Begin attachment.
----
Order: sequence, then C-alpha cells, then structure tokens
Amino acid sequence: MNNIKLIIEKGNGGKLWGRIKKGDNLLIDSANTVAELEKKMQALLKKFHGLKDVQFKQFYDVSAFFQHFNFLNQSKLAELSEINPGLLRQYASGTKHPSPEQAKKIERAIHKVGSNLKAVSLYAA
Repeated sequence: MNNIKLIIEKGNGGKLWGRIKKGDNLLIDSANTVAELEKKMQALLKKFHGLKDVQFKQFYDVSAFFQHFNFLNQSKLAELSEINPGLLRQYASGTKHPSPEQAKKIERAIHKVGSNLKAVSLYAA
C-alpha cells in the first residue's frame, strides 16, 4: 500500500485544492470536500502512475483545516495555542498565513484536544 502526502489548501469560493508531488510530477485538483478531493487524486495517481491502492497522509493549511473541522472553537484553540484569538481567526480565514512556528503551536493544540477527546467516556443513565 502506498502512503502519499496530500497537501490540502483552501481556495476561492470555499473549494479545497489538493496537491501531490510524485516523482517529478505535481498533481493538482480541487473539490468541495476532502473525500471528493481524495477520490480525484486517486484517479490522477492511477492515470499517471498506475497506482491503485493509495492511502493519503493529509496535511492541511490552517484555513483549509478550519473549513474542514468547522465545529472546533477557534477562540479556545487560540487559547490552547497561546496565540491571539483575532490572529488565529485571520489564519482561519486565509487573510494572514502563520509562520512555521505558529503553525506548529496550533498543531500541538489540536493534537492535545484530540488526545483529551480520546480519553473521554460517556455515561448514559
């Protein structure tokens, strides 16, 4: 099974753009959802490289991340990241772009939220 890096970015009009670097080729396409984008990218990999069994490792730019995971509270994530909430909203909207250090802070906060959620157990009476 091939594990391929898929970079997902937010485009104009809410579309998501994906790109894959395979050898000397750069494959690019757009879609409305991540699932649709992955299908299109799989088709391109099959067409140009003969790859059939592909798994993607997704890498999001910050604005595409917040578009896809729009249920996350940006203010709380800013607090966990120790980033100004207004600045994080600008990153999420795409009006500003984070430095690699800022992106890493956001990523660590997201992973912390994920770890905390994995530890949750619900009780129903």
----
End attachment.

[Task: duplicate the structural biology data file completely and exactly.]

Order: sequence, then C-alpha cells, then structure tokens
Amino acid sequence: MNNIKLIIEKGNGGKLWGRIKKGDNLLIDSANTVAELEKKMQALLKKFHGLKDVQFKQFYDVSAFFQHFNFLNQSKLAELSEINPGLLRQYASGTKHPSPEQAKKIERAIHKVGSNLKAVSLYAA
Repeated sequence: MNNIKLIIEKGNGGKLWGRIKKGDNLLIDSANTVAELEKKMQALLKKFHGLKDVQFKQFYDVSAFFQHFNFLNQSKLAELSEINPGLLRQYASGTKHPSPEQAKKIERAIHKVGSNLKAVSLYAA
C-alpha cells in the first residue's frame, strides 16, 4: 500500500485544492470536500502512475483545516495555542498565513484536544 502526502489548501469560493508531488510530477485538483478531493487524486495517481491502492497522509493549511473541522472553537484553540484569538481567526480565514512556528503551536493544540477527546467516556443513565 502506498502512503502519499496530500497537501490540502483552501481556495476561492470555499473549494479545497489538493496537491501531490510524485516523482517529478505535481498533481493538482480541487473539490468541495476532502473525500471528493481524495477520490480525484486517486484517479490522477492511477492515470499517471498506475497506482491503485493509495492511502493519503493529509496535511492541511490552517484555513483549509478550519473549513474542514468547522465545529472546533477557534477562540479556545487560540487559547490552547497561546496565540491571539483575532490572529488565529485571520489564519482561519486565509487573510494572514502563520509562520512555521505558529503553525506548529496550533498543531500541538489540536493534537492535545484530540488526545483529551480520546480519553473521554460517556455515561448514559
């Protein structure tokens, strides 16, 4: 099974753009959802490289991340990241772009939220 890096970015009009670097080729396409984008990218990999069994490792730019995971509270994530909430909203909207250090802070906060959620157990009476 091939594990391929898929970079997902937010485009104009809410579309998501994906790109894959395979050898000397750069494959690019757009879609409305991540699932649709992955299908299109799989088709391109099959067409140009003969790859059939592909798994993607997704890498999001910050604005595409917040578009896809729009249920996350940006203010709380800013607090966990120790980033100004207004600045994080600008990153999420795409009006500003984070430095690699800022992106890493956001990523660590997201992973912390994920770890905390994995530890949750619900009780129903």